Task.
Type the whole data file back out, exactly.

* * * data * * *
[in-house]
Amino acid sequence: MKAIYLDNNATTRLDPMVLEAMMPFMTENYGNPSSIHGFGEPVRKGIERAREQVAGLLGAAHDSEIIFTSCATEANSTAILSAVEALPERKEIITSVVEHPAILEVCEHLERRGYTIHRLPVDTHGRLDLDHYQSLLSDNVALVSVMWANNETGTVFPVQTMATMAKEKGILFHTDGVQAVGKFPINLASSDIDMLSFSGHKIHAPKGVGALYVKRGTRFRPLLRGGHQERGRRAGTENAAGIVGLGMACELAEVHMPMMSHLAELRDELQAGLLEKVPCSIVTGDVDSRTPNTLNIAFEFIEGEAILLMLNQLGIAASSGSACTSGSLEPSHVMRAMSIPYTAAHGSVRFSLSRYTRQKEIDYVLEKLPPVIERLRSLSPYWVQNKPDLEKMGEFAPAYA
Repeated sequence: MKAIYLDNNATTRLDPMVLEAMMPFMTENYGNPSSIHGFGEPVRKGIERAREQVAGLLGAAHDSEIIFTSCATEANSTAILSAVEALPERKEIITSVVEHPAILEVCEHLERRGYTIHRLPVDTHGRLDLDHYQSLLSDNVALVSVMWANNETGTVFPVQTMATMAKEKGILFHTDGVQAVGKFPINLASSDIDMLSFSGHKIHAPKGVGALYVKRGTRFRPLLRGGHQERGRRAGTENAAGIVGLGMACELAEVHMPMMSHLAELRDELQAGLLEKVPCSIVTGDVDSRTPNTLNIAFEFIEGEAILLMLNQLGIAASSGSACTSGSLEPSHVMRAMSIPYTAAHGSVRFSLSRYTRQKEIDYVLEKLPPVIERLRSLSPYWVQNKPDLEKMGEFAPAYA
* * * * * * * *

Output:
[in-house]
Amino acid sequence: MKAIYLDNNATTRLDPMVLEAMMPFMTENYGNPSSIHGFGEPVRKGIERAREQVAGLLGAAHDSEIIFTSCATEANSTAILSAVEALPERKEIITSVVEHPAILEVCEHLERRGYTIHRLPVDTHGRLDLDHYQSLLSDNVALVSVMWANNETGTVFPVQTMATMAKEKGILFHTDGVQAVGKFPINLASSDIDMLSFSGHKIHAPKGVGALYVKRGTRFRPLLRGGHQERGRRAGTENAAGIVGLGMACELAEVHMPMMSHLAELRDELQAGLLEKVPCSIVTGDVDSRTPNTLNIAFEFIEGEAILLMLNQLGIAASSGSACTSGSLEPSHVMRAMSIPYTAAHGSVRFSLSRYTRQKEIDYVLEKLPPVIERLRSLSPYWVQNKPDLEKMGEFAPAYA
Repeated sequence: MKAIYLDNNATTRLDPMVLEAMMPFMTENYGNPSSIHGFGEPVRKGIERAREQVAGLLGAAHDSEIIFTSCATEANSTAILSAVEALPERKEIITSVVEHPAILEVCEHLERRGYTIHRLPVDTHGRLDLDHYQSLLSDNVALVSVMWANNETGTVFPVQTMATMAKEKGILFHTDGVQAVGKFPINLASSDIDMLSFSGHKIHAPKGVGALYVKRGTRFRPLLRGGHQERGRRAGTENAAGIVGLGMACELAEVHMPMMSHLAELRDELQAGLLEKVPCSIVTGDVDSRTPNTLNIAFEFIEGEAILLMLNQLGIAASSGSACTSGSLEPSHVMRAMSIPYTAAHGSVRFSLSRYTRQKEIDYVLEKLPPVIERLRSLSPYWVQNKPDLEKMGEFAPAYA